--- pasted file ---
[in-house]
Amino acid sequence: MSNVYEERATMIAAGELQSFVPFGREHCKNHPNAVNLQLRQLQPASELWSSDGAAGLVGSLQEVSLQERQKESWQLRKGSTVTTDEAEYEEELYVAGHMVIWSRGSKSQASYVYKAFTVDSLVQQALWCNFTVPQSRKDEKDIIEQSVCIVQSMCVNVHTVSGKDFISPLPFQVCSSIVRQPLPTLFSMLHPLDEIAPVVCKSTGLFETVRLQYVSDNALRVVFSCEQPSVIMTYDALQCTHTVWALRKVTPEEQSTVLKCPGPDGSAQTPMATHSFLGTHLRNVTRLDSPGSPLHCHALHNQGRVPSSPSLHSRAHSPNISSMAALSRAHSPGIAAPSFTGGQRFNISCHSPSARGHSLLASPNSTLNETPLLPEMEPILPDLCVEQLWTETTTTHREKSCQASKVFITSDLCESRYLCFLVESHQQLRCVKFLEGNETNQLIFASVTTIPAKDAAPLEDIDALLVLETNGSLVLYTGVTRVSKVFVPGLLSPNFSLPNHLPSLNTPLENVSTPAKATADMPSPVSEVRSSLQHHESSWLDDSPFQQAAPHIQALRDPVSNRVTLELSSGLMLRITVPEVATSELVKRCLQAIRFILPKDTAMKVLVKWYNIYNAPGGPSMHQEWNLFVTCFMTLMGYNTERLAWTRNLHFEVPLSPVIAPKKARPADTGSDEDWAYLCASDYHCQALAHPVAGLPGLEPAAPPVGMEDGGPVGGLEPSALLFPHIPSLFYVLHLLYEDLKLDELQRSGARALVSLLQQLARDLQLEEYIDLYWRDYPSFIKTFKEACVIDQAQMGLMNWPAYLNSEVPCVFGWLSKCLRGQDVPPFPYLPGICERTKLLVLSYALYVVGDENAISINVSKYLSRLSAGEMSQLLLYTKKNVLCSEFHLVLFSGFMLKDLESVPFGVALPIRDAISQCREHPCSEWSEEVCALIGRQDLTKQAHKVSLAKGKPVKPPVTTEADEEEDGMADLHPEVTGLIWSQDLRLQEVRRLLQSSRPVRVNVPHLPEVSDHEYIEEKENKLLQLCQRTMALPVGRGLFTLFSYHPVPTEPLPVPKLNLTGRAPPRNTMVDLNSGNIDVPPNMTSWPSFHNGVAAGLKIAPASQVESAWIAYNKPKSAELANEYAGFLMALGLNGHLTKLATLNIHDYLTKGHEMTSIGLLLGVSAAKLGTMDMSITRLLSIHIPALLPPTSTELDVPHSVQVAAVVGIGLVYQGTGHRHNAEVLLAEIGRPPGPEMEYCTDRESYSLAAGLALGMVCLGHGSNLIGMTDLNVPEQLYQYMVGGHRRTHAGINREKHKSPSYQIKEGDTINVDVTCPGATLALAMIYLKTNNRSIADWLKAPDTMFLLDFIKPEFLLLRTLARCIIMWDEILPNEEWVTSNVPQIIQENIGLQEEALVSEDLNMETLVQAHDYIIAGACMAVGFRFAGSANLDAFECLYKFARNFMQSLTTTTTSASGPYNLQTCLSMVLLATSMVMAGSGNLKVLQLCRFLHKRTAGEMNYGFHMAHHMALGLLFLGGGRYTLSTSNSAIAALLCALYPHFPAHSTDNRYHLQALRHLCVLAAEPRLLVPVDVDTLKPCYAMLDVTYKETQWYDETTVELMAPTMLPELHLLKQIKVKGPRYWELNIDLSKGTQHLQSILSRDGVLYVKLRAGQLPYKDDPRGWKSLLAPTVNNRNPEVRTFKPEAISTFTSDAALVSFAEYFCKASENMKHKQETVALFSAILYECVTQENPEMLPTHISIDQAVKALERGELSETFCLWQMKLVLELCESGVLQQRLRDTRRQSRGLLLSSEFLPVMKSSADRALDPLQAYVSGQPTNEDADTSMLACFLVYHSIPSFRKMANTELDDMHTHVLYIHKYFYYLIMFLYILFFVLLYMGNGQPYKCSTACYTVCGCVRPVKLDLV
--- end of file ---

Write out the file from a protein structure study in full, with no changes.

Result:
[in-house]
Amino acid sequence: MSNVYEERATMIAAGELQSFVPFGREHCKNHPNAVNLQLRQLQPASELWSSDGAAGLVGSLQEVSLQERQKESWQLRKGSTVTTDEAEYEEELYVAGHMVIWSRGSKSQASYVYKAFTVDSLVQQALWCNFTVPQSRKDEKDIIEQSVCIVQSMCVNVHTVSGKDFISPLPFQVCSSIVRQPLPTLFSMLHPLDEIAPVVCKSTGLFETVRLQYVSDNALRVVFSCEQPSVIMTYDALQCTHTVWALRKVTPEEQSTVLKCPGPDGSAQTPMATHSFLGTHLRNVTRLDSPGSPLHCHALHNQGRVPSSPSLHSRAHSPNISSMAALSRAHSPGIAAPSFTGGQRFNISCHSPSARGHSLLASPNSTLNETPLLPEMEPILPDLCVEQLWTETTTTHREKSCQASKVFITSDLCESRYLCFLVESHQQLRCVKFLEGNETNQLIFASVTTIPAKDAAPLEDIDALLVLETNGSLVLYTGVTRVSKVFVPGLLSPNFSLPNHLPSLNTPLENVSTPAKATADMPSPVSEVRSSLQHHESSWLDDSPFQQAAPHIQALRDPVSNRVTLELSSGLMLRITVPEVATSELVKRCLQAIRFILPKDTAMKVLVKWYNIYNAPGGPSMHQEWNLFVTCFMTLMGYNTERLAWTRNLHFEVPLSPVIAPKKARPADTGSDEDWAYLCASDYHCQALAHPVAGLPGLEPAAPPVGMEDGGPVGGLEPSALLFPHIPSLFYVLHLLYEDLKLDELQRSGARALVSLLQQLARDLQLEEYIDLYWRDYPSFIKTFKEACVIDQAQMGLMNWPAYLNSEVPCVFGWLSKCLRGQDVPPFPYLPGICERTKLLVLSYALYVVGDENAISINVSKYLSRLSAGEMSQLLLYTKKNVLCSEFHLVLFSGFMLKDLESVPFGVALPIRDAISQCREHPCSEWSEEVCALIGRQDLTKQAHKVSLAKGKPVKPPVTTEADEEEDGMADLHPEVTGLIWSQDLRLQEVRRLLQSSRPVRVNVPHLPEVSDHEYIEEKENKLLQLCQRTMALPVGRGLFTLFSYHPVPTEPLPVPKLNLTGRAPPRNTMVDLNSGNIDVPPNMTSWPSFHNGVAAGLKIAPASQVESAWIAYNKPKSAELANEYAGFLMALGLNGHLTKLATLNIHDYLTKGHEMTSIGLLLGVSAAKLGTMDMSITRLLSIHIPALLPPTSTELDVPHSVQVAAVVGIGLVYQGTGHRHNAEVLLAEIGRPPGPEMEYCTDRESYSLAAGLALGMVCLGHGSNLIGMTDLNVPEQLYQYMVGGHRRTHAGINREKHKSPSYQIKEGDTINVDVTCPGATLALAMIYLKTNNRSIADWLKAPDTMFLLDFIKPEFLLLRTLARCIIMWDEILPNEEWVTSNVPQIIQENIGLQEEALVSEDLNMETLVQAHDYIIAGACMAVGFRFAGSANLDAFECLYKFARNFMQSLTTTTTSASGPYNLQTCLSMVLLATSMVMAGSGNLKVLQLCRFLHKRTAGEMNYGFHMAHHMALGLLFLGGGRYTLSTSNSAIAALLCALYPHFPAHSTDNRYHLQALRHLCVLAAEPRLLVPVDVDTLKPCYAMLDVTYKETQWYDETTVELMAPTMLPELHLLKQIKVKGPRYWELNIDLSKGTQHLQSILSRDGVLYVKLRAGQLPYKDDPRGWKSLLAPTVNNRNPEVRTFKPEAISTFTSDAALVSFAEYFCKASENMKHKQETVALFSAILYECVTQENPEMLPTHISIDQAVKALERGELSETFCLWQMKLVLELCESGVLQQRLRDTRRQSRGLLLSSEFLPVMKSSADRALDPLQAYVSGQPTNEDADTSMLACFLVYHSIPSFRKMANTELDDMHTHVLYIHKYFYYLIMFLYILFFVLLYMGNGQPYKCSTACYTVCGCVRPVKLDLV